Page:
Tilly’s reported second-quarter sales of $135M, down 16% on a year-over-year basis, but ahead of analyst’s expectations by $0.22M. The company also reported a GAAP EPS of $0.18, beating the consensus by $0.33.

The decline in net sales was driven by a decrease in physical store sales, including all periods of store closures, down 39.6%, compared to the prior-year period. Comparable sales from reopened stores declined by 18% while traffic decreased by more than 30%.

Sales trends have been improving sequentially, although still at negative levels. For example, in August alone, sales trends improved from down over 50% in the first week, to almost 40% by the second week of the month. By the end of August, sales trends were down 14% compared to the previous year. The improvement in sales trends was also helped by the reopening of some stores in California, with approximately 23 stores of the 33 coming back online.

Offsetting the decline in physical stores was the increase in e-commerce sales by 128% during the quarter compared to the prior-year period. E-commerce ended the quarter accounting for 38.3% of total sales. To take advantage of the strength seen in their e-commerce channel, the company started rolling curbside pickup at selected stores while identifying 5 stores to act as small distribution hubs.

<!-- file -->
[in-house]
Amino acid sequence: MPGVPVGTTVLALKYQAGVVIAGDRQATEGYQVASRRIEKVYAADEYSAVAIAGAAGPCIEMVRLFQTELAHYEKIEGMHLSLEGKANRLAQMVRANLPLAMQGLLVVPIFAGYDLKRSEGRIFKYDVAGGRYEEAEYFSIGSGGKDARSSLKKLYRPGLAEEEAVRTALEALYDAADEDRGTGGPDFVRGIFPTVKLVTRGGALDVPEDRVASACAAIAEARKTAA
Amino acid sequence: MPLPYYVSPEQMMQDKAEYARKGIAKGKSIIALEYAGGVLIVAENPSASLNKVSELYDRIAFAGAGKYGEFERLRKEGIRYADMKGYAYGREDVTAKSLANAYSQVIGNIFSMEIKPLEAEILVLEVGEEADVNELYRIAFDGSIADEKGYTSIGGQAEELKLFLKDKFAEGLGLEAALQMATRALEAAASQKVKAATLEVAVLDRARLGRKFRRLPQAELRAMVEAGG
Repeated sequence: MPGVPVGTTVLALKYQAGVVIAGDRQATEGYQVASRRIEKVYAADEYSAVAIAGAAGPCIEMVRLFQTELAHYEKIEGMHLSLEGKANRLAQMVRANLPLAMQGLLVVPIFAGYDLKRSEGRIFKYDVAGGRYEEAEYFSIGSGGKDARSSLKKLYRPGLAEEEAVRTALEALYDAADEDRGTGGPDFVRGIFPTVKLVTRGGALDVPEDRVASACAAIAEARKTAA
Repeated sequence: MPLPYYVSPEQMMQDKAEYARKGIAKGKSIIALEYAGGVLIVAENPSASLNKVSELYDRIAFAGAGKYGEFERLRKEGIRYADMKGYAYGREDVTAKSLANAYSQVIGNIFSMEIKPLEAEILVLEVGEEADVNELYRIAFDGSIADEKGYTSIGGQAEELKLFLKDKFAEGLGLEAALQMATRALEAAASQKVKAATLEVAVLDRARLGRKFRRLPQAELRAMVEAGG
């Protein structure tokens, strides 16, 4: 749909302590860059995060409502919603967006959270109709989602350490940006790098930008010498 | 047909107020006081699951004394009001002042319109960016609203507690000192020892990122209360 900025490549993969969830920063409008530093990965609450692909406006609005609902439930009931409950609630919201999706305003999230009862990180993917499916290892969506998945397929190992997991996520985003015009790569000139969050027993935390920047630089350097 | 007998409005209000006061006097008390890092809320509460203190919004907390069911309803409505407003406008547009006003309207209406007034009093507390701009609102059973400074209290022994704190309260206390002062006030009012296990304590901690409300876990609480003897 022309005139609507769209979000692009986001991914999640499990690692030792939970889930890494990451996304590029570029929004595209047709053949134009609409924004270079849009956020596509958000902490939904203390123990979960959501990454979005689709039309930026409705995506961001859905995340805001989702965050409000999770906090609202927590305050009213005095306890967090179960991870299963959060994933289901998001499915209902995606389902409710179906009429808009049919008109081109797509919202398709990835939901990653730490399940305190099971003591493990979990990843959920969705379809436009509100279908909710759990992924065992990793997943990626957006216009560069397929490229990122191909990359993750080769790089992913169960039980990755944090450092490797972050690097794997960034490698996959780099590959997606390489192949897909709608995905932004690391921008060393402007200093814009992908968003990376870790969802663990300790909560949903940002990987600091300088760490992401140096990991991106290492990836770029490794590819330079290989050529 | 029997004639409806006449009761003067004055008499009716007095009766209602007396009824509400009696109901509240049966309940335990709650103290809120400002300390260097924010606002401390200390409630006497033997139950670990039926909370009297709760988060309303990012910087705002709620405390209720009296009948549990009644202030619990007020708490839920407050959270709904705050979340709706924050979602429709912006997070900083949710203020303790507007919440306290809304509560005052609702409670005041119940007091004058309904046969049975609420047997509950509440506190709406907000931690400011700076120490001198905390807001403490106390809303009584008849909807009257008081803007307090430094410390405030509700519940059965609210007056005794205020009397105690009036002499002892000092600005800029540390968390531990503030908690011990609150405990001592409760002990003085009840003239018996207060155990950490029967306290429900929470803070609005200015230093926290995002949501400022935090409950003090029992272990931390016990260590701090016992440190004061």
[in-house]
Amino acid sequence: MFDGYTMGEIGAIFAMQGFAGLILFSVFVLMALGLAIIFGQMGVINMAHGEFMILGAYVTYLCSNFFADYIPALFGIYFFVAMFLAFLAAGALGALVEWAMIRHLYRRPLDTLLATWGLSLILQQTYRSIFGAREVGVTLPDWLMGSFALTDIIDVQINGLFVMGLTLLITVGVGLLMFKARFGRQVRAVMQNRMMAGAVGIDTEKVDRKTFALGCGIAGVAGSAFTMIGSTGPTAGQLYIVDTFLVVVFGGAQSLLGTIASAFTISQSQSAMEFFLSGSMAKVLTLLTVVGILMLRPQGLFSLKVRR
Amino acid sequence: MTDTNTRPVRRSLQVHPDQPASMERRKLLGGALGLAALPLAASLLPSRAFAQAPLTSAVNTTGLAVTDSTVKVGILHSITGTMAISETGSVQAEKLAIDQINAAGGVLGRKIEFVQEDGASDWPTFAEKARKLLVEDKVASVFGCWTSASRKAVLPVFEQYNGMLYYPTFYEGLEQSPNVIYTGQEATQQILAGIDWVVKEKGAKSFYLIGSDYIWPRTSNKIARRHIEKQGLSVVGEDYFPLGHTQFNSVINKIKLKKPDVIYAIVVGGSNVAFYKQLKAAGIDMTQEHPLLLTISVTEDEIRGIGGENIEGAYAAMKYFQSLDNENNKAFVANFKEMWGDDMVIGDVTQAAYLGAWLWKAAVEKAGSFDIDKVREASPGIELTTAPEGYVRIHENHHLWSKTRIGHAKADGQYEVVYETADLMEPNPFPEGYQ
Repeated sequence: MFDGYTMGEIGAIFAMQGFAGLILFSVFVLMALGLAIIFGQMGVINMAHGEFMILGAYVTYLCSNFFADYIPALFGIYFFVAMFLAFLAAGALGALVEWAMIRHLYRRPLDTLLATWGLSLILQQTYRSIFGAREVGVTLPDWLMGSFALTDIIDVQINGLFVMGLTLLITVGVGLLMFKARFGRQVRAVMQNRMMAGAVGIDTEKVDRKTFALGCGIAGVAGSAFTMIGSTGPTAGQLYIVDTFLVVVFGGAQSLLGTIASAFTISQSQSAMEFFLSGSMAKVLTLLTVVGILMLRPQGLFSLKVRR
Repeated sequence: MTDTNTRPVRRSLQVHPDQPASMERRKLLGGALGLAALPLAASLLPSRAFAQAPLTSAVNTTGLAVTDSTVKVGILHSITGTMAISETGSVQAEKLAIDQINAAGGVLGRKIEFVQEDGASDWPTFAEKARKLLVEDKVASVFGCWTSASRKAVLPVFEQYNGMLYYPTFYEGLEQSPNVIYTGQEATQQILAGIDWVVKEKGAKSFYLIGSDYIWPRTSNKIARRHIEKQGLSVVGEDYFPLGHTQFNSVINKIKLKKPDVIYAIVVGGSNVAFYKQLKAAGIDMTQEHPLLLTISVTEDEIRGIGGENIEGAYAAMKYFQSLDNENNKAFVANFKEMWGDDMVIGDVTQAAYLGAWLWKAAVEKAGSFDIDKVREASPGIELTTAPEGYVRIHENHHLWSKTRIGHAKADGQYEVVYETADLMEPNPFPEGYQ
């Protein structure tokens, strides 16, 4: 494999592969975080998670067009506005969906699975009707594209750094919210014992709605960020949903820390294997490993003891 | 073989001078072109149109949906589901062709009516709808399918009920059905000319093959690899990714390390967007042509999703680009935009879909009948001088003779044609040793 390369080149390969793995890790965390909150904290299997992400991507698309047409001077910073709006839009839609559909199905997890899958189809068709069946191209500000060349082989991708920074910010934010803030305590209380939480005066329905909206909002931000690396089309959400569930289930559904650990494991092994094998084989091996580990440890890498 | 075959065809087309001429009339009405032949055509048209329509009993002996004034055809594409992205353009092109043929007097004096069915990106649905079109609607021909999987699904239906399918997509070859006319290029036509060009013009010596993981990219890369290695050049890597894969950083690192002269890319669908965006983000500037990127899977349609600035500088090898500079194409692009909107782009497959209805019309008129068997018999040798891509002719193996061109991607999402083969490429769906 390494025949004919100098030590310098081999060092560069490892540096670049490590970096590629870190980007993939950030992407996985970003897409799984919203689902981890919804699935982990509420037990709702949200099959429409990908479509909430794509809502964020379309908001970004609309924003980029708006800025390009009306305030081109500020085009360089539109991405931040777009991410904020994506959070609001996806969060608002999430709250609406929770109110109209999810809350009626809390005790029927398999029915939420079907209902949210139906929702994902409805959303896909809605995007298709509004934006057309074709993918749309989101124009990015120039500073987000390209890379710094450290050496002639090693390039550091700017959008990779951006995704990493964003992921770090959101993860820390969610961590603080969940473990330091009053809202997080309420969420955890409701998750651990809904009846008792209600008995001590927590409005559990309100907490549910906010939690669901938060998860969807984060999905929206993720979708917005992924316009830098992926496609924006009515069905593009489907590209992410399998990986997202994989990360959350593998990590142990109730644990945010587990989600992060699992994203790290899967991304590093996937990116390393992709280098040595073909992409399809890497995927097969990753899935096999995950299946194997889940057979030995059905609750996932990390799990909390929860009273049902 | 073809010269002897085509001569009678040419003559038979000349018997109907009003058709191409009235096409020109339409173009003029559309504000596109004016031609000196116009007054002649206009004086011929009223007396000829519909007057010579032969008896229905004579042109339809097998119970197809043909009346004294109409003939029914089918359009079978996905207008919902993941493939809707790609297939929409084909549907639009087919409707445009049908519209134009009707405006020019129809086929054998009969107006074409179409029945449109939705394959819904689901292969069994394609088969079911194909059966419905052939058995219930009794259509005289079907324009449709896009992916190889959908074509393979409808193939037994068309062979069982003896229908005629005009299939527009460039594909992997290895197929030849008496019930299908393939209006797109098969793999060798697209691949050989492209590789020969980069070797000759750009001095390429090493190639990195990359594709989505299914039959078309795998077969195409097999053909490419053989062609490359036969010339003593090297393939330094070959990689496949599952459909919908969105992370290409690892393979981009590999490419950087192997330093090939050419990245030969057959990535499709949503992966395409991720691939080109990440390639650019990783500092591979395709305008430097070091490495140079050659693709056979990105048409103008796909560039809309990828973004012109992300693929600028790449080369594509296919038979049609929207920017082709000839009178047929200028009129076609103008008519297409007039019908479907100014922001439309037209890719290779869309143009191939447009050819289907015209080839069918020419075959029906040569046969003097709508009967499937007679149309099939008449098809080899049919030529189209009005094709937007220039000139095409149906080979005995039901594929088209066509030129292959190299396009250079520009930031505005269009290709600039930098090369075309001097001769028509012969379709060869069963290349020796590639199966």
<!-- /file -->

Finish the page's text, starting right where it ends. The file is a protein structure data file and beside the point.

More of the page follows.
Rent negotiations to offset a tough retailer environment

Like many other retailers, Tilly’s is in talks with landlords to reach a mutually beneficial agreement. Management noted having reach agreements in principle covering approximately 70% of their total store base.

The company has an average lease term of 6 years, with 58% of its stores located in regional malls. Management still considers physical locations as an important piece for their omnichannel strategy and has been quiet about any plans to close stores.

At this point, we believe any weakness from reduced foot traffic could be offset by better lease terms from a store profitability point of view; leaving room for the possibility that a return to a “normalize” environment restarts same-store sales growth, pushing margins upwards due to leverage in lower occupancy expenses.

The growth outlook for Tilly’s look dim